PARIS (Reuters) – People keen to get their haircuts lined up outside barber shops and department stores selling Christmas gifts and decorations were busy on Saturday as France partially reopened after a lockdown of a month.
Stores selling non-essentials such as shoes, clothing and toys have reopened in the first easing of a nationwide lockdown that began on October 30 and will remain in place until December 15. Bars and restaurants remain closed until January 20.
“Today we have people who have been waiting for weeks while others are coming now so they can look good for Christmas because you never know what will happen next,” Remi Thor told Reuters, a hairdresser from the center of Paris.
A hairdresser from J-Coiffeur in western Paris said that despite their online reservation system, people showed up without a reservation anyway and lined up outside.
“Under the current rules, they cannot wait inside,” he said.
As a condition of reopening, the government reduced the number of people allowed in stores, a challenge for small outlets.
In Printemps – whose 19 luxury department stores have a combined surface area of 180,000 square meters – the manager of the flagship store on Boulevard Haussmann in Paris, Pierre Pelarrey, said the store was monitoring footfall closely.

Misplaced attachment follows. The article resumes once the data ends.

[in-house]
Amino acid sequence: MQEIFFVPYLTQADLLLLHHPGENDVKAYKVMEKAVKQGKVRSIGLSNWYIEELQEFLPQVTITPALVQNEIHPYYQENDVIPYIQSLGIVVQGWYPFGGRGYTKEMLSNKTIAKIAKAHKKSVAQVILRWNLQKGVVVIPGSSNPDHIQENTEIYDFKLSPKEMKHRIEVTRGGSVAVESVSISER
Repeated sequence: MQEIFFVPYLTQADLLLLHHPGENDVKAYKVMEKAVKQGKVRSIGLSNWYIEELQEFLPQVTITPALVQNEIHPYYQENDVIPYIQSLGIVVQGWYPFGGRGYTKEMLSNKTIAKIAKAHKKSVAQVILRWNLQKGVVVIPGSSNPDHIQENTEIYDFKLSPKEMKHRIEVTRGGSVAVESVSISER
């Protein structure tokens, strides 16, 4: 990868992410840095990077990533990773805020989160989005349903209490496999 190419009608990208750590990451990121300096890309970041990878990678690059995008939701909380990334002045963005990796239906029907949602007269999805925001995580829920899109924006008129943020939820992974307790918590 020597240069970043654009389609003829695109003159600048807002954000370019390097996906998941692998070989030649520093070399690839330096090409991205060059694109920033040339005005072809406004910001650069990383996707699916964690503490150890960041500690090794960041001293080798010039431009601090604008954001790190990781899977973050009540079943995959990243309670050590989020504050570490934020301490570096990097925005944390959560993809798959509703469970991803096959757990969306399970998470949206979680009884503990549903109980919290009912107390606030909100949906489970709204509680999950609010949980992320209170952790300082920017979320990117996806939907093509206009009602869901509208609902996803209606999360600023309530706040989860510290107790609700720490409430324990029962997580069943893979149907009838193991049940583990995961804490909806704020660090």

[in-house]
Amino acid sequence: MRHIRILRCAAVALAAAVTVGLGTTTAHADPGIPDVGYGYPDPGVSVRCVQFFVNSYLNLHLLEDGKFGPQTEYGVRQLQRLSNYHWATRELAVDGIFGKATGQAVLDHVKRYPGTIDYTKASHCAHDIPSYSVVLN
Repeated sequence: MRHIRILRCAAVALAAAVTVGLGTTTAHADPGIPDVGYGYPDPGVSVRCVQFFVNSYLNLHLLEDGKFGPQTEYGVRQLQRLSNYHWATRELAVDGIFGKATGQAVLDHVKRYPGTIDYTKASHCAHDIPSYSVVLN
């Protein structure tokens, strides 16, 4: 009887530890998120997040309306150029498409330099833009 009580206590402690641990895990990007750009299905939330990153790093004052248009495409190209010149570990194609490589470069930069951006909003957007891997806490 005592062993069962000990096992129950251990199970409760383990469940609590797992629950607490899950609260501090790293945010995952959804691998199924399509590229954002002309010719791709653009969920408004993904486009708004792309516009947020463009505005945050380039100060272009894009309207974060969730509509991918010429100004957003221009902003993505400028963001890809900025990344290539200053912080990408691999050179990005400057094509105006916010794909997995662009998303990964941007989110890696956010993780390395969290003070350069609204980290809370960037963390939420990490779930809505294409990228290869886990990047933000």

“We are calculating the traffic in real time to make sure we are within the limit on the number inside,” he told Reuters.
Many small business owners complained that it was difficult to operate under the new rules and said traffic was slow as customers postponed their purchases to Black Friday, which was delayed for a week until 4 December.
The deputy mayor of Paris, Emmanuel Grégoire, told franceinfo radio that the mayor, Anne Hidalgo, would speak with retail organizations to allow them to open on Sunday to make up for lost sales.
“2020 will be a catastrophic year for everyone, but to limit the damage, December will be crucial,” he said.
The government has already allowed stores to open until 9 p.m. so that they can receive more customers despite the area limits.
At Pasteur Hospital in the Mediterranean city of Nice, whose intensive care unit doubles its normal bed capacity due to COVID-19, intensive care manager Carole Ichai said she hoped people would be responsible.
“I hope we will not regret this opening. The traders are making an effort, now everyone must take their liability seriously, ”she said.